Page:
QALY is an abbreviation for \”quality-adjusted life-year.\” It refers to gains in health, which combine a time dimension and an adjustment for quality of life. Peter J. Neumann and Joshua T. Cohen offer a quick overview in \”QALYs in 2018—Advantages and Concerns,\” a \”Viewpoint\” article written for the Journal of the American Medical Association (May 24, 2018). Thus, even if you strongly dislike the idea of a QALY, you might want to be aware that your doctors and health care administrators are paying attention to them.
Here\’s an explanation on the basic concept:
\”A year in the hypothetical state of “perfect health” is worth 1 QALY. Being deceased is worth 0 QALYs. Other health states fall between these bounds, with less desirable states closer to 0. QALYs are useful because they combine mortality and morbidity into a single metric, reflect individual preferences, and can be used as a standard measure of health gains across diverse treatments and settings.
\”Consider, for example, calculation of QALYs accrued by a hypothetical individual after age 70 years who develops cancer at age 74 years and who dies at age 76 years. If the health utility weight for a typical healthy individual in his or her 70s is 0.95 and the health utility weight while living with this particular cancer is 0.75, then after age 70 years, this individual accrues (4 years × 0.95) + (2 years × 0.75) = 5.3 QALYs. If screening leads to elimination of the cancer before symptom onset and extends the individual’s life from age 76 years to age 80 years, then with screening, the individual accrues 10 years × 0.95 = 9.5 QALYs.\”
Notice that a QALY is a more flexible tool than just talking about the value of a statistical life saved (discussed here and here), because a QALY includes both a measure of how long life expectancy is extended and what the quality of life is during that time.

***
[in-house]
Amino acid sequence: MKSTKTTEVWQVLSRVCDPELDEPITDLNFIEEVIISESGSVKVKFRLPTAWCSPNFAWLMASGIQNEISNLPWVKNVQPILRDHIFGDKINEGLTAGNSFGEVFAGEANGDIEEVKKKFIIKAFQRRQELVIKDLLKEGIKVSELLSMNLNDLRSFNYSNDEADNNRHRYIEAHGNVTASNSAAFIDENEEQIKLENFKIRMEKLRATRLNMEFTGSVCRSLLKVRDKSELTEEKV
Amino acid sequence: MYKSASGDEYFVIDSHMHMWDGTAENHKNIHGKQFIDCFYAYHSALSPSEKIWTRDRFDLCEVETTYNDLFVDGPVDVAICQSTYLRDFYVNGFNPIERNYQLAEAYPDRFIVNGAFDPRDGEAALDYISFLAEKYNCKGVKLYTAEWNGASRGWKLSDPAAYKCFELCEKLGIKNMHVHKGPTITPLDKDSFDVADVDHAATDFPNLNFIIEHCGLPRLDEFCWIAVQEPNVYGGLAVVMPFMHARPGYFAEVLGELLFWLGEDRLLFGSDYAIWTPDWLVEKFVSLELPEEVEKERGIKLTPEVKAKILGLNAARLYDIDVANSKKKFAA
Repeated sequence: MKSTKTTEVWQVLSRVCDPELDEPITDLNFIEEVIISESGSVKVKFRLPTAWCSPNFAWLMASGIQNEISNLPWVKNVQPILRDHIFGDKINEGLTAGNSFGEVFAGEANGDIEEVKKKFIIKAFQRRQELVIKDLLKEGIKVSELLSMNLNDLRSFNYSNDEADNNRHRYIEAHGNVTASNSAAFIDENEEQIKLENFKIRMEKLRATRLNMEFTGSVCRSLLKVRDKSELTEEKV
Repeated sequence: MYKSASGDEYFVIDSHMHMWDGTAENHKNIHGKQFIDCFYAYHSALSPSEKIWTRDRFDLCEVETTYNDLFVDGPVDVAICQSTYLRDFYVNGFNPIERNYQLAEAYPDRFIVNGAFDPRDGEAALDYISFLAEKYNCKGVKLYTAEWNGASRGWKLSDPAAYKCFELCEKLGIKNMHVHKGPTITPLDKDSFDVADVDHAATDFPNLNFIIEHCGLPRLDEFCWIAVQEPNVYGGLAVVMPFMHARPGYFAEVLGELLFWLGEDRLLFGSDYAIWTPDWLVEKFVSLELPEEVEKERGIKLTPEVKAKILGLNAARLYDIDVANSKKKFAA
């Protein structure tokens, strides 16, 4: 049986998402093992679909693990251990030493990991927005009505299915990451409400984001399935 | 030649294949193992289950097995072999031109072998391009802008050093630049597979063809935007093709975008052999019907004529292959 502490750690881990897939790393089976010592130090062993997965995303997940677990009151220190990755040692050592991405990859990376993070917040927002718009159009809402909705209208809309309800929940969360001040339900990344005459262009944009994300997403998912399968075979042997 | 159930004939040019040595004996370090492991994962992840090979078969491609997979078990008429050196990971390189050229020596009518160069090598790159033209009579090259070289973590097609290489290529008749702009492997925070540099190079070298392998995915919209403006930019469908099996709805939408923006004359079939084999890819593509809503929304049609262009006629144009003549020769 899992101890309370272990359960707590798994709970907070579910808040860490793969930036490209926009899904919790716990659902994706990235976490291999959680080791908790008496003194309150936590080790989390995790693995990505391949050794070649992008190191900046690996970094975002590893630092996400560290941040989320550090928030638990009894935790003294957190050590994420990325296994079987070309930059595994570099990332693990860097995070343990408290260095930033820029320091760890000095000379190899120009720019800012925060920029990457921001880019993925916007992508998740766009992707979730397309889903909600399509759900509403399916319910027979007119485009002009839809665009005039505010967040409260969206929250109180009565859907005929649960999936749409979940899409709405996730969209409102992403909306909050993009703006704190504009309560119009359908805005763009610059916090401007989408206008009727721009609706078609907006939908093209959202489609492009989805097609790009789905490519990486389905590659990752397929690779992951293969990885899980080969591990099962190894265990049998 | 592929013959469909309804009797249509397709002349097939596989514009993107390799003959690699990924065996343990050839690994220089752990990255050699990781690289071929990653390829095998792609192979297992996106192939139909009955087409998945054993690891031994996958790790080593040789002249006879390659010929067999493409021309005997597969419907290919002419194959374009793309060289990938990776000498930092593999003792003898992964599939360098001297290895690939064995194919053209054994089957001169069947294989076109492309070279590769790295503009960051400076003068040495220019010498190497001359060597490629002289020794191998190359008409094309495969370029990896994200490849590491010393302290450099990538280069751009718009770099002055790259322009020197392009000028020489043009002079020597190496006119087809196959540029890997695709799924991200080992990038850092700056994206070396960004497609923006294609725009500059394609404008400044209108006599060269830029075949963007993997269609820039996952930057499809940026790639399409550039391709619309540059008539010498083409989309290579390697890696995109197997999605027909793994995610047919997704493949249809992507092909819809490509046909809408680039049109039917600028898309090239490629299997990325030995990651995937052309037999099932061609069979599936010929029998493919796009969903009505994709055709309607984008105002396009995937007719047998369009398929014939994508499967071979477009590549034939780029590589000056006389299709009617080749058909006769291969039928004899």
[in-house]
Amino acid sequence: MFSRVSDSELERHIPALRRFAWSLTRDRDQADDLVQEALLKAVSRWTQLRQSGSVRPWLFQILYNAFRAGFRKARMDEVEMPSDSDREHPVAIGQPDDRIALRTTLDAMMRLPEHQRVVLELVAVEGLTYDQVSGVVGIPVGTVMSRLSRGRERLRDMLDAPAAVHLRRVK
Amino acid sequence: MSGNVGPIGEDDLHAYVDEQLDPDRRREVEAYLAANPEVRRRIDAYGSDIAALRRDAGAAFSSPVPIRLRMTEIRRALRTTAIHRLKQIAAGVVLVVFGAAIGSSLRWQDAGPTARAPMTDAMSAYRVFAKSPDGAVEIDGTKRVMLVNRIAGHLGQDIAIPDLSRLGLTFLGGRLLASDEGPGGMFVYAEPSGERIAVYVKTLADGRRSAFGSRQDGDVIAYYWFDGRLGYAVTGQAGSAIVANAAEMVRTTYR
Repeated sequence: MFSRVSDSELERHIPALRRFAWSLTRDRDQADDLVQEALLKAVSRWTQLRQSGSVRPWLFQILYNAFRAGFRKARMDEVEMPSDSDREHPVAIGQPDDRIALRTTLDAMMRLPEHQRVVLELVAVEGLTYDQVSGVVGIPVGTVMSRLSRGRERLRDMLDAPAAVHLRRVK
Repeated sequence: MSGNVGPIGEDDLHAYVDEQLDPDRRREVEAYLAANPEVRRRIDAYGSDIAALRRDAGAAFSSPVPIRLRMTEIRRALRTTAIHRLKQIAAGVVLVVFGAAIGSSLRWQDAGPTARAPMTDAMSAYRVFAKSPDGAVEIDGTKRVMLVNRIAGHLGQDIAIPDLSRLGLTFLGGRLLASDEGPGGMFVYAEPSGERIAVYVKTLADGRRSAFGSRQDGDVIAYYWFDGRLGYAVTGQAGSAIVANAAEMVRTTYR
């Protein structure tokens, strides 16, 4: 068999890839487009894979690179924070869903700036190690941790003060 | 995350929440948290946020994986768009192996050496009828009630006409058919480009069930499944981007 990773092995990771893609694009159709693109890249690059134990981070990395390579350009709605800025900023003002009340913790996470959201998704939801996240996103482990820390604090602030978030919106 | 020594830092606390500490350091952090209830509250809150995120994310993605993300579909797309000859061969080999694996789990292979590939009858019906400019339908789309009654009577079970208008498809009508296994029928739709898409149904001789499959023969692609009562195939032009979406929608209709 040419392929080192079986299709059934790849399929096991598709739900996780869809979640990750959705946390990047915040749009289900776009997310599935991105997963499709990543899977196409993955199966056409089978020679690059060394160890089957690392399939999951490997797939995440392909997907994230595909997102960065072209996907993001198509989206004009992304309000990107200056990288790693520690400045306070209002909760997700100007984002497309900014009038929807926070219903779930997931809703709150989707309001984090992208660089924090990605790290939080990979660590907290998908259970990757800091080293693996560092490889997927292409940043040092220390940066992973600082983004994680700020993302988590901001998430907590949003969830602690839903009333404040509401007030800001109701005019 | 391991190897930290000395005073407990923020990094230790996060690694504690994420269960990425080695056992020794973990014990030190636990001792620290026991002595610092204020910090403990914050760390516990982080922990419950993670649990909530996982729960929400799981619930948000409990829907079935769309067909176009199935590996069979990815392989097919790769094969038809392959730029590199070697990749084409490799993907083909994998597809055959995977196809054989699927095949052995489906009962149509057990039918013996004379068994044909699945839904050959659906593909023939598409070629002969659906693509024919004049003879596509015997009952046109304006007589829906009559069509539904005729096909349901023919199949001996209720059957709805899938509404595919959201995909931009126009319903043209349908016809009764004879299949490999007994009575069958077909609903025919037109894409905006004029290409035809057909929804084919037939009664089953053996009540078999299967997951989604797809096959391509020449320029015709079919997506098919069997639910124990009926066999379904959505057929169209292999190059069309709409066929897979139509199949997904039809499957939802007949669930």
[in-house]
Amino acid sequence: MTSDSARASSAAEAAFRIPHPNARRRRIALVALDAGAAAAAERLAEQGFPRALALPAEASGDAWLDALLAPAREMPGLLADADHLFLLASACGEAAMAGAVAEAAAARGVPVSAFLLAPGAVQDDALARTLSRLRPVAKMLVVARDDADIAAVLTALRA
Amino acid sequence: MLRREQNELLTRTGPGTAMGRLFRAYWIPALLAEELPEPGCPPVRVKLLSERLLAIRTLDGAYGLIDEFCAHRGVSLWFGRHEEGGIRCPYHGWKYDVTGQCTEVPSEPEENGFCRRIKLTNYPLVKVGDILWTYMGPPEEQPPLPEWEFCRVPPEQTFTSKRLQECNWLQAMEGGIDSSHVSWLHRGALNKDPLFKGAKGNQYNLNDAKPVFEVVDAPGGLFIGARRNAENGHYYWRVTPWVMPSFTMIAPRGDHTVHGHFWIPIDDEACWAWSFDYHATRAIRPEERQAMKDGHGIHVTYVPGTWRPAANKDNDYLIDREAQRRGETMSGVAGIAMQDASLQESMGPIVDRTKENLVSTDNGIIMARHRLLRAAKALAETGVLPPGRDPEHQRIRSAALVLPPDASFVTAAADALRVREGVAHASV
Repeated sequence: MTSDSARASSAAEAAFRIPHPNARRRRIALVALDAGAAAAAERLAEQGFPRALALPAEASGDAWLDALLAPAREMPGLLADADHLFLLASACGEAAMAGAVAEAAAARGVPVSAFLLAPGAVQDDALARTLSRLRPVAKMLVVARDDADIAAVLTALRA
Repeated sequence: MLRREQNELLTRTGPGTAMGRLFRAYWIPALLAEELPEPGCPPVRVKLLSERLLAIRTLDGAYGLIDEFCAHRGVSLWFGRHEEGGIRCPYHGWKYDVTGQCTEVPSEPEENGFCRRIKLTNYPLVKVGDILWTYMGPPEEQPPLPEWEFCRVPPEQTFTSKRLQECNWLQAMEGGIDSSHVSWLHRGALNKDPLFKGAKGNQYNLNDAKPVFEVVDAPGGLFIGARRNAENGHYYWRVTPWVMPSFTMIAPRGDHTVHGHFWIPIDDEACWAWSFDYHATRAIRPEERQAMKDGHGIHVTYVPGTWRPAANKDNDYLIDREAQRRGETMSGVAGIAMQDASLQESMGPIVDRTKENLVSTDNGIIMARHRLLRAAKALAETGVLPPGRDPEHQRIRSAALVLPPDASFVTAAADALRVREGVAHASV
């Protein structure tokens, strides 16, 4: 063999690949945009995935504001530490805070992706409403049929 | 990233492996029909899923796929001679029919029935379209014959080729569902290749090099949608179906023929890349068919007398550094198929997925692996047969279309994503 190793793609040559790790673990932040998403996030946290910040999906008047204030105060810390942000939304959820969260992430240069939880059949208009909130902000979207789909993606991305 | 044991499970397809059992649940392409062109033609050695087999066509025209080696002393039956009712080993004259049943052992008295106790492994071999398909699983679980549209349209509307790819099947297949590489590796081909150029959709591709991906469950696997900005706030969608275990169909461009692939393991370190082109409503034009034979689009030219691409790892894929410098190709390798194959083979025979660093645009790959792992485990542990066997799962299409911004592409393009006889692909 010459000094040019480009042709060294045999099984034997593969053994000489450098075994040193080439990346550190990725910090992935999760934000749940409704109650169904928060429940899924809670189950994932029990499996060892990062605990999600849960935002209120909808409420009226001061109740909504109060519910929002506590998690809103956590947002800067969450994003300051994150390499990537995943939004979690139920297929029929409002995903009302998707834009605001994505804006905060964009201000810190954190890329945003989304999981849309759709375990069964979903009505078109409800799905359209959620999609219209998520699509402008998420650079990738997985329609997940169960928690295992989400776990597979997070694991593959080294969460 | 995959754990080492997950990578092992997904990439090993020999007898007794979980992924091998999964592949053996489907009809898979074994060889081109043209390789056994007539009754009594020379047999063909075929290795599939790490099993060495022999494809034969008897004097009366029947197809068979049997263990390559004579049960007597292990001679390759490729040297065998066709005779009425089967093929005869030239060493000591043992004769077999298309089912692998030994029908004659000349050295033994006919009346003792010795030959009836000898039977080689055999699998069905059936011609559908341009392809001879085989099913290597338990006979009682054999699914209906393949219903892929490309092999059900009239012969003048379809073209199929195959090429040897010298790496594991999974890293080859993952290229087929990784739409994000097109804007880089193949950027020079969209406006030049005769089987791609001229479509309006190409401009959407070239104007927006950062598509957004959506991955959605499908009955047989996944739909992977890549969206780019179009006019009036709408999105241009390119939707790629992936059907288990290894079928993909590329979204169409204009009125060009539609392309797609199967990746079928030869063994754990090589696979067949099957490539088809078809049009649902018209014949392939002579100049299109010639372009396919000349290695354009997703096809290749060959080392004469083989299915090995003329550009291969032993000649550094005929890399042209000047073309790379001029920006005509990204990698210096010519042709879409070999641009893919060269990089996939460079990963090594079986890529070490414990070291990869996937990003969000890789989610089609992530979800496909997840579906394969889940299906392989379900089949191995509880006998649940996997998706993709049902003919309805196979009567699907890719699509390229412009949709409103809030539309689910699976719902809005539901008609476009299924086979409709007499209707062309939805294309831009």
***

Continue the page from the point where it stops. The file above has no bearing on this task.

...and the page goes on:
\”Typical value benchmarks in the United States have historically ranged from approximately $50 000 to, more recently, as high as approximately $150 000 per QALY. Those benchmarks purport to represent the “value” of a QALY; ie, the “willingness to pay” to gain 1 QALY of health. The benchmark could also be conceived as a measure of opportunity cost in terms of the health outcomes of the marginal intervention that must be relinquished to provide resources for a new intervention. Interventions with lower cost-effectiveness ratios below the benchmark are said to have favorable value because they “buy” QALYs relatively inexpensively; ie, at a cost below the value indicated by the benchmark. Interventions with higher ratios “buy” QALYs expensively and hence have unfavorable value. The United Kingdom’s National Institute for Health and Care Excellence, which is charged with assessing health technology value for that country’s National Health Service, has used more stringent benchmarks. With a number of exceptions, favorable value has generally corresponded to cost-effectiveness ratios below £20 000 (about $28 000) per QALY, and unfavorable value has generally corresponded to ratios exceeding £30 000 (about $42 000) per QALY.\”
For some additional detail on current estimates of the value of a QALY, a place to start is the work of the nonprofit Boston-based Institute for Clinical and Economic Review and its \”Final Value Assessment Framework: Updates for 2017-2019\” (2017).
\”The primary measure by which the incremental cost-effectiveness of different care options will be compared will remain the cost per quality-adjusted life year (QALY). The QALY is the established benchmark for capturing benefits for patients through lengthening life and/or improving the quality of life, and it is the standard used by academics, manufacturers, patient groups, and governments around the world. ICER participates in the global dialogue around the best methods for evaluating the value of health services and is always attuned to new developments that might provide a better and fairer system of measuring benefits across different kinds of interventions and patients. …